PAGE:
Take A Rare Journey Into The World’s Most Secure Super-Bunker That Can Survive Anything


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Take a tour with us inside the Super-Bunker that can survive anything.

Cheyenne Mountains stand 9,565 feet tall above sea level in the southeast of Pikes Peaks in the Colorado Spring’s background. It may not be a depiction of exceptional beauty if you look at its exterior, but what lies inside the mountain will amaze you. The Cheyenne Mountains contain an installation that is guarded by 2,500 feet of granite, making it the most secure military bunker in the USA. The crew in Cheyenne Mountains collects the data from global surveillance system and analyzes it to alert the government officials regarding the threats to North America.

This underground military city was completed in mid-1960’s during the Cold War, provided that it can protect against nuclear bombs, electromagnetic bombs, biological weapons, and even the electromagnetically destructive radiations from the Sun. The bunker is more of a concern now, given the recent North Korean aggression and nuclear capabilities.

COLORADO SPRINGS, UNITED STATES: Missile Commanders Lt. (L) and Lt. Col. Ken Reed confirm a launch warning over the phone during a practice drill at the North America Aerospace Defense Command (NORAD) Cheyenne Mountain Complex in Colorado Springs, Colorado, 09 November 1999 (via Wired)

The majority of the safety was provided by the sheer location of the bunker; the massive mountain provides enough shield already. However, 693,000 tons of granite was excavated to make the Cheyenne Mountain Complex, with a two-lane arch of 22 feet leading to the north tunnel. The bunker is protected against bio-particles and radioactive substances with over-pressurization of a rock-walled room with two doors, weighing 25 tons each. Last time, both the doors were closed on 9/11, declaring a ‘buttoned up’ scenario. Otherwise, the blast doors remain open. The complex harbors 6 million gallons of water stored in pools and 510,000 gallons of diesel.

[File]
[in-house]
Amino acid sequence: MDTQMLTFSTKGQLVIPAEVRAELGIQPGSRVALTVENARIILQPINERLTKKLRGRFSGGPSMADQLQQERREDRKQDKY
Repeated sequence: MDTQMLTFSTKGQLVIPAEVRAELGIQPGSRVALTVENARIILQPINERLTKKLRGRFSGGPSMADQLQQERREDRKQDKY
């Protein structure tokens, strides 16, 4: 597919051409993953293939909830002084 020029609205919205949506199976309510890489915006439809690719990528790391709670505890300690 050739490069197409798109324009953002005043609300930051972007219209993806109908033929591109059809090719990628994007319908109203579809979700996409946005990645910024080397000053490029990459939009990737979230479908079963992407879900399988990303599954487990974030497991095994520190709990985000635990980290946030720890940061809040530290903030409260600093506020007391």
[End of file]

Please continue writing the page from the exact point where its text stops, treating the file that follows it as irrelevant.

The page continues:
Rusty Mullins, Deputy Director of the Air Force’s 721st Communications Squadron says “You learn to live without any sky, without any outside, but what’s on TV.”

An unidentified worker heads down one of the long hallways in one of the buildings that make up the Cheyenne Mountain complex deep below Cheyenne Mountain south of Colorado Springs, Colo, on Tuesday, Sept. 5, 2006 (via Wired)

The crew eats ready-to-eat meals, breath filtered air, and produce their own electricity with 10.5 MW power plant, along with six generators. As they say inside the bunker, “Without electricity, it’s just a cave.” The complex has a medical clinic, self-checkout store, gym that can turn into a hospital, and a chapel with a chaplain to help support physical, but emotional needs as well in critical times. For the worst time scenarios, there is a Norad’s alternate command center.

The entrance to Global Strategic Warning/Space Surveillance Systems Center (via Wired)

The crew would not be able to work without computers. Hence, the complex shielding provides both physical and digital protection against dead or cyber compromise. In that case where an electromagnetic pulse takes out every electromagnetic device in the Colorado Springs, the Complex will not be affected and its computers and feed-lines will remain secure. It would be as if you were inside a giant metal building or a Faraday’s cage.

The Global Strategic Warning/Space Surveillance Systems Center inside Cheyenne Mountain Complex is where the magic happens. Its details, however, are a matter of national security. The sky-scanning for potential missiles, study of their launch, behavior, and testing, along with mysterious space behavior and heat signature observation and analysis is carried out here. The data is then classified as good, bad, or neutral as reviewed by higher officials.

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